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How the Senate Strategy Known as Budget Reconciliation Works

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In the US Senate, a 60-vote supermajority is needed to pass most legislation. An important exception to that rule is the fast-track process known as budget reconciliation, which Democrats hope to deploy to pass a tax, health and climate bill viewed as crucial to their chances in November’s midterm elections.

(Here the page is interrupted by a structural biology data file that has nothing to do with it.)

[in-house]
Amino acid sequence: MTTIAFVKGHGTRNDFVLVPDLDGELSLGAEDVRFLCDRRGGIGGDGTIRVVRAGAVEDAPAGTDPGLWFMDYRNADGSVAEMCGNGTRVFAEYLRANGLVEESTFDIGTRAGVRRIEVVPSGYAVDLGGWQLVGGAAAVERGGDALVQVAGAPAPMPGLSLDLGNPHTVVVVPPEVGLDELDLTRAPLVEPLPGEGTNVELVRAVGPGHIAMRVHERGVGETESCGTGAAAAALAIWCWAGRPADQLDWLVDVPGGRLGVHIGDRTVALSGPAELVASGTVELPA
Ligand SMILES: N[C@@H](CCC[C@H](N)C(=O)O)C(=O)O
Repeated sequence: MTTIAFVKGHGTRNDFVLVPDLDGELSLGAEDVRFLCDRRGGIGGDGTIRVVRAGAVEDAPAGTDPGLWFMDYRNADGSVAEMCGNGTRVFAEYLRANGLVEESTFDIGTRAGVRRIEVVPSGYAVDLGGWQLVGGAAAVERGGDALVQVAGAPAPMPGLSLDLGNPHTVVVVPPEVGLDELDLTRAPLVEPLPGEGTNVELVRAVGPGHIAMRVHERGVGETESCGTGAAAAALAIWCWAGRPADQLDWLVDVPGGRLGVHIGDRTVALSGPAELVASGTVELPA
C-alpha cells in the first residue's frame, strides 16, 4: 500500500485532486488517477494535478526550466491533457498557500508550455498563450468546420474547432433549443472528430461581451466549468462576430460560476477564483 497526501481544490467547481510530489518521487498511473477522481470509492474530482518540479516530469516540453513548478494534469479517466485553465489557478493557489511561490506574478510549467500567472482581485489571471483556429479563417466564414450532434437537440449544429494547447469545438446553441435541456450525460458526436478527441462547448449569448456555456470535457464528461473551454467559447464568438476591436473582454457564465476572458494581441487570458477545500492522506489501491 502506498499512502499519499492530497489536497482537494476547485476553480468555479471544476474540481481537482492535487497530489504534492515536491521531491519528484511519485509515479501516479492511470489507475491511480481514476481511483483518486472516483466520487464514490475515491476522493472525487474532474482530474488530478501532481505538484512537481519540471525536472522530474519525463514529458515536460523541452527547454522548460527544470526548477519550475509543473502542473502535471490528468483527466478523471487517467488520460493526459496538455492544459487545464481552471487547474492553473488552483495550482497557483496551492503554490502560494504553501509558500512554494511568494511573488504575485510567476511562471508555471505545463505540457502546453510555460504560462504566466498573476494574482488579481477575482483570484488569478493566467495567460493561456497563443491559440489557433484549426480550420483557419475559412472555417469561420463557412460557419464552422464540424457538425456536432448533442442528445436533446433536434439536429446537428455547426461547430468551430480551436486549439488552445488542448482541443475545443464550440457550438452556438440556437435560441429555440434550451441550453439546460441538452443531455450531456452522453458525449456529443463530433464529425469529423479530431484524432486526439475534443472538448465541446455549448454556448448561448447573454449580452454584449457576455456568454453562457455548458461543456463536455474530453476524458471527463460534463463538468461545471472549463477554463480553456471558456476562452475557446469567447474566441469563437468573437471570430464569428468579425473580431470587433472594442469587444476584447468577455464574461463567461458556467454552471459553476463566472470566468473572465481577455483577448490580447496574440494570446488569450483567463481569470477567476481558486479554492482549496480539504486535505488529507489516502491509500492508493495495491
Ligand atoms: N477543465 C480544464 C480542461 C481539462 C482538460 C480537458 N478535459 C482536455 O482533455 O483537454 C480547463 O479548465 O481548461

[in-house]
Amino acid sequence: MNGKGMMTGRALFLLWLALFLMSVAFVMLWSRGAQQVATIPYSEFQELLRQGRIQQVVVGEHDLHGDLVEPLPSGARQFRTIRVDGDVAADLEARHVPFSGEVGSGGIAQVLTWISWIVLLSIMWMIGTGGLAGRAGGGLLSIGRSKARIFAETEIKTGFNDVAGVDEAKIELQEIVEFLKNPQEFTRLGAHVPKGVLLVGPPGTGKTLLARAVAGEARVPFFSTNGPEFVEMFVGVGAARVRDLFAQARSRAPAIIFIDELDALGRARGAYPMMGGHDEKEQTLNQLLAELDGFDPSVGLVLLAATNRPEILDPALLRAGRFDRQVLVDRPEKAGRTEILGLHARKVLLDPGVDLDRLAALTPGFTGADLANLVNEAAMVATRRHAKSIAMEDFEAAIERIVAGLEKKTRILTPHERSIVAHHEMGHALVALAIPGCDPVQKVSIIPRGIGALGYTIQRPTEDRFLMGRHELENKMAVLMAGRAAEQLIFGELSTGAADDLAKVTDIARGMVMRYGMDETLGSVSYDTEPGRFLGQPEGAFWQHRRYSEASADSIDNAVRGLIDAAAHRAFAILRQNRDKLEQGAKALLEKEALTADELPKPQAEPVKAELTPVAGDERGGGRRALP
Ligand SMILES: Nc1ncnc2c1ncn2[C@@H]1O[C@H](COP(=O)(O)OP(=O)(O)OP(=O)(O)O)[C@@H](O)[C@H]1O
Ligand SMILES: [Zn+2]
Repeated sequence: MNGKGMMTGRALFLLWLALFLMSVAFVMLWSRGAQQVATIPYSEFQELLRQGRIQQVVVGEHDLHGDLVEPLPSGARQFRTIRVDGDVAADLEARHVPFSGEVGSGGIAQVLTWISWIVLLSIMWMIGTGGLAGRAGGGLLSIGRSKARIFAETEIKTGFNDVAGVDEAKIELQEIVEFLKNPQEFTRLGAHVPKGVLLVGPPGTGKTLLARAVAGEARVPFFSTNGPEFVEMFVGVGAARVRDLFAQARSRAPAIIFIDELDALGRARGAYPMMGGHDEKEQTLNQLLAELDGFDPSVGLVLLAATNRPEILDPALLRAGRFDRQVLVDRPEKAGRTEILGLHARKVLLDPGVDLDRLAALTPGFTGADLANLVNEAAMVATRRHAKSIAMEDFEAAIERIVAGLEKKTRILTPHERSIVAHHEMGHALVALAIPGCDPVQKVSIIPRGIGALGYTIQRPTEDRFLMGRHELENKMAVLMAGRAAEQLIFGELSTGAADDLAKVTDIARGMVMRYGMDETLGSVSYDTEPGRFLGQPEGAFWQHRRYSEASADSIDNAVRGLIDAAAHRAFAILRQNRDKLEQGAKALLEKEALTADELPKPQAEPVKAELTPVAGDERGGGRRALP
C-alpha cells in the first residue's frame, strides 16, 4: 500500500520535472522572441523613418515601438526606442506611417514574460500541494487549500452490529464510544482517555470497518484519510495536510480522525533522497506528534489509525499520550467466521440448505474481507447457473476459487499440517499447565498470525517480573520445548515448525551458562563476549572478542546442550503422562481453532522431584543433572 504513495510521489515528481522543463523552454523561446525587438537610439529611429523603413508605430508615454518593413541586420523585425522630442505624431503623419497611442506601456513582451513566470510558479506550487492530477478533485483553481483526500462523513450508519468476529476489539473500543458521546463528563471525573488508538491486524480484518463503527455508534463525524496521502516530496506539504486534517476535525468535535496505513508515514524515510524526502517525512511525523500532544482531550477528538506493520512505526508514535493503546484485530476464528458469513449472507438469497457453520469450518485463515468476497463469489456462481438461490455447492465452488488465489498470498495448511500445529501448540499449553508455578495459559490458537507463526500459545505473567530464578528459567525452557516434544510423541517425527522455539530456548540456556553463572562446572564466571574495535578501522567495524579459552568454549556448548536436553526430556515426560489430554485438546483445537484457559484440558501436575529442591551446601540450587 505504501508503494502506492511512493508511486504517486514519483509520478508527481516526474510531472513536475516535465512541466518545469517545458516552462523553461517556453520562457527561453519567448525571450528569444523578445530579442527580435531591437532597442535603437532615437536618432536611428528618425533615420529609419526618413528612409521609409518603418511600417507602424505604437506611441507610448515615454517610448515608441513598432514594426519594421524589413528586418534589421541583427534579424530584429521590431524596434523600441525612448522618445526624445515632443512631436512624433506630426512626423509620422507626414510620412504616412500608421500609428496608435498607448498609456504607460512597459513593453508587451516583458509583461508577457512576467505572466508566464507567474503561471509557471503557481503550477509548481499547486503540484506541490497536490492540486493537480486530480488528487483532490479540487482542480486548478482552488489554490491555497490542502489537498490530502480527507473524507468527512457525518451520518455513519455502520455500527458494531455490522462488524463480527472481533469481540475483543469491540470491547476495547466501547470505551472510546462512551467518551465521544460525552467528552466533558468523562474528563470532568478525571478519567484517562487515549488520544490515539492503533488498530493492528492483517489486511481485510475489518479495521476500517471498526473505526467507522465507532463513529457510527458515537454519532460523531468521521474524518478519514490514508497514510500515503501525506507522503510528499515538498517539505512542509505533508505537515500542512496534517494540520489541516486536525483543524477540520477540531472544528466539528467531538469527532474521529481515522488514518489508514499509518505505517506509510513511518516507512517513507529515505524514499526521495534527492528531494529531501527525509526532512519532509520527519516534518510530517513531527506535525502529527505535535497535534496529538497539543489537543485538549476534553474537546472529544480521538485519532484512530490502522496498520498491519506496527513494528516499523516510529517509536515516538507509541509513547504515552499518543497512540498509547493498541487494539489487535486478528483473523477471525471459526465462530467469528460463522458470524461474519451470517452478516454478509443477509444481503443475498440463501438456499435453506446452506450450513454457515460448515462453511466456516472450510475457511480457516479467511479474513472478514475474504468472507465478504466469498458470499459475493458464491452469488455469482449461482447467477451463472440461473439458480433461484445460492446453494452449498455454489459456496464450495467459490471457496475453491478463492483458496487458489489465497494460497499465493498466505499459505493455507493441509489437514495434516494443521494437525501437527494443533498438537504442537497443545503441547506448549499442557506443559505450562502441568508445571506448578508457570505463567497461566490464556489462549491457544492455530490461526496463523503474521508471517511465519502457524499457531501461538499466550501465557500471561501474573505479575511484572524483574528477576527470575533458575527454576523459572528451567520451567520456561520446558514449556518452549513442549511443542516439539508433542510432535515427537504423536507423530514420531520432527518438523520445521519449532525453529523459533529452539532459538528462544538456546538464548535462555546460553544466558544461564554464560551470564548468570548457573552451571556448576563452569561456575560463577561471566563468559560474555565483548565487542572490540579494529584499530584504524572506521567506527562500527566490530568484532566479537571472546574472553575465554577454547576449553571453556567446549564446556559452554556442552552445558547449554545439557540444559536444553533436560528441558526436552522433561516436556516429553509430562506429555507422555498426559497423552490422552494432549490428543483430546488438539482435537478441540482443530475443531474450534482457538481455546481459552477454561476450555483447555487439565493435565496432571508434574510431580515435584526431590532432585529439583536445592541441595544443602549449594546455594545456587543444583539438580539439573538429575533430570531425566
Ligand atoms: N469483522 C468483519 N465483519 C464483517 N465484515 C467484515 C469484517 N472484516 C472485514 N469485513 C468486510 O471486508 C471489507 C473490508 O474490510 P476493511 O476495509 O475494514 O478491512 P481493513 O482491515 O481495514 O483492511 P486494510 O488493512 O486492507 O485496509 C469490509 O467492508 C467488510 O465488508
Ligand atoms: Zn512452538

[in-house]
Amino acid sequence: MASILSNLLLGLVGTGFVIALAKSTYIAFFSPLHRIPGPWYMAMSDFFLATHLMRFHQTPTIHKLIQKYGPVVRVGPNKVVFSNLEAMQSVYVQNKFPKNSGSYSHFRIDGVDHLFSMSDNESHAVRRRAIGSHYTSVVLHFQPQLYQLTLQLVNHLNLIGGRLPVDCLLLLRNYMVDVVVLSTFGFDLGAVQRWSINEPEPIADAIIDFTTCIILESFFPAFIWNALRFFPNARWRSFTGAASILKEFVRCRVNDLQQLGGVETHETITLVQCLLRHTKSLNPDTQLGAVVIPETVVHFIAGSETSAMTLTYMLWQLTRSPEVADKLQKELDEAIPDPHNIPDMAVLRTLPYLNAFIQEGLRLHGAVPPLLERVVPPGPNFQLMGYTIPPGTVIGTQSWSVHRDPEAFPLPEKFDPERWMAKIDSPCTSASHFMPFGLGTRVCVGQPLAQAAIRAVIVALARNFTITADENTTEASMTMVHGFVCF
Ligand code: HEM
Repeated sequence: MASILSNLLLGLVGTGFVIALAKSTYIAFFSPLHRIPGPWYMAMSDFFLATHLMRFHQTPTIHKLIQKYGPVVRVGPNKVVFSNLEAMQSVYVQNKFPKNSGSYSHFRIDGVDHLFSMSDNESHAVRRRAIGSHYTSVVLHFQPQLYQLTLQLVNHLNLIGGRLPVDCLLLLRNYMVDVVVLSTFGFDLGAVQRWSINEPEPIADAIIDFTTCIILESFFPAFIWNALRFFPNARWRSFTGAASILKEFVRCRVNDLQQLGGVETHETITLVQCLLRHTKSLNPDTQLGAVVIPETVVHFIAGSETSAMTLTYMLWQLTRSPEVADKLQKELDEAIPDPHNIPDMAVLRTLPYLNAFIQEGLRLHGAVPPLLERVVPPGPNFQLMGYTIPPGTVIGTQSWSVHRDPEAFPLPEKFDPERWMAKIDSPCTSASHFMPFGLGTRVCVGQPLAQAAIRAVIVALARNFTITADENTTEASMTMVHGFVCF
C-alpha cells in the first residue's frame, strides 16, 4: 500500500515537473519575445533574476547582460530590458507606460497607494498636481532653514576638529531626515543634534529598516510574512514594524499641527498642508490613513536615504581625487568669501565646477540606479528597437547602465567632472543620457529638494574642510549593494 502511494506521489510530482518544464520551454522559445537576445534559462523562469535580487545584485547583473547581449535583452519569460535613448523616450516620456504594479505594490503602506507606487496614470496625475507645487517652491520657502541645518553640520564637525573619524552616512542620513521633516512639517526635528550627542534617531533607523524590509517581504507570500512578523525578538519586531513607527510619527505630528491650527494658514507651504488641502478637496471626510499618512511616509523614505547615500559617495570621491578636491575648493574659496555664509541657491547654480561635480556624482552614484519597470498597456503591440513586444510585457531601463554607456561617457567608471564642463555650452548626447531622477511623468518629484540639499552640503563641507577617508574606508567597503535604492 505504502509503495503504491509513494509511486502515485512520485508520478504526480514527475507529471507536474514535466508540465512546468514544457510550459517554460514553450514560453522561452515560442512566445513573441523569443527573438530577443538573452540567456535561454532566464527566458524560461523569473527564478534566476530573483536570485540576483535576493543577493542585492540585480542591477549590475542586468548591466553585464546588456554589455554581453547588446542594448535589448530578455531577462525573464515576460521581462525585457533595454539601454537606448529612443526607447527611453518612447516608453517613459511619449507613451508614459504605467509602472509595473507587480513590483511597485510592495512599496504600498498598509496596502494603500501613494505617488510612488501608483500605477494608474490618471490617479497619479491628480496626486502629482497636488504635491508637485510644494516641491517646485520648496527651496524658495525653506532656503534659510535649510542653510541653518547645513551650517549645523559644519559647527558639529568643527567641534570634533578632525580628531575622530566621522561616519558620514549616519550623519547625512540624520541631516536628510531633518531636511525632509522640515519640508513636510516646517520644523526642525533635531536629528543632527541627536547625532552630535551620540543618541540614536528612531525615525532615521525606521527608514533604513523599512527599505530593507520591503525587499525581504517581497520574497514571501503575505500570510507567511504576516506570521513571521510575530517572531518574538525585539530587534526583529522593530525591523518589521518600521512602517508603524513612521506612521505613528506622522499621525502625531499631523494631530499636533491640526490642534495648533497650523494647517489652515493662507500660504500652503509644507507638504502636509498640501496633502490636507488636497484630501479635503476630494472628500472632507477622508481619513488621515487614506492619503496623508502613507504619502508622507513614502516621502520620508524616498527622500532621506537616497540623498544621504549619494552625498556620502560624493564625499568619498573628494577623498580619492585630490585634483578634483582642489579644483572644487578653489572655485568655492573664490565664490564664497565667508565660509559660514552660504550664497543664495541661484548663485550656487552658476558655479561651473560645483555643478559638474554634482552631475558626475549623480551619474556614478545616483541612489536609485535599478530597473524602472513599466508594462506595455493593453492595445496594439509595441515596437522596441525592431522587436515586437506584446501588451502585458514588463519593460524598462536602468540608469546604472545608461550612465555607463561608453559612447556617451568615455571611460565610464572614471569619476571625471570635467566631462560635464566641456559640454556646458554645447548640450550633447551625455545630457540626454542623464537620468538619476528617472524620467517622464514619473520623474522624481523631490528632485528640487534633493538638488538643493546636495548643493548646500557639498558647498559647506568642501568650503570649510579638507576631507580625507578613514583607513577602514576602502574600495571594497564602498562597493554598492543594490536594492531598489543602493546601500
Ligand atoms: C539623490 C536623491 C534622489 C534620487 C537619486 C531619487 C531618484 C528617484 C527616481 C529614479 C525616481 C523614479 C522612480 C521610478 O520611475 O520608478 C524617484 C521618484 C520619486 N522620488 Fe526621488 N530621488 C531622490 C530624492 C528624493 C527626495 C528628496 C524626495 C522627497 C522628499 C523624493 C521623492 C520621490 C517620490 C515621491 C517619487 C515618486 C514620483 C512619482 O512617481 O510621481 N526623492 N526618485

The Senate, envisioned by the founders to be a highly deliberative body, was created with no mechanism to end debate on a given topic. Senators quickly realized that long speeches could delay action on legislation they didn’t like. In the 1850s, the practice of talking a bill to death got a name -- filibuster, from the Dutch word for “pirate.” In 1917, senators adopted a rule establishing that debate could be ended upon a so-called cloture vote supported by a two-thirds supermajority. That bar was lowered in 1975 to a three-fifths supermajority, meaning it takes 60 votes in the 100-seat Senate to end debate.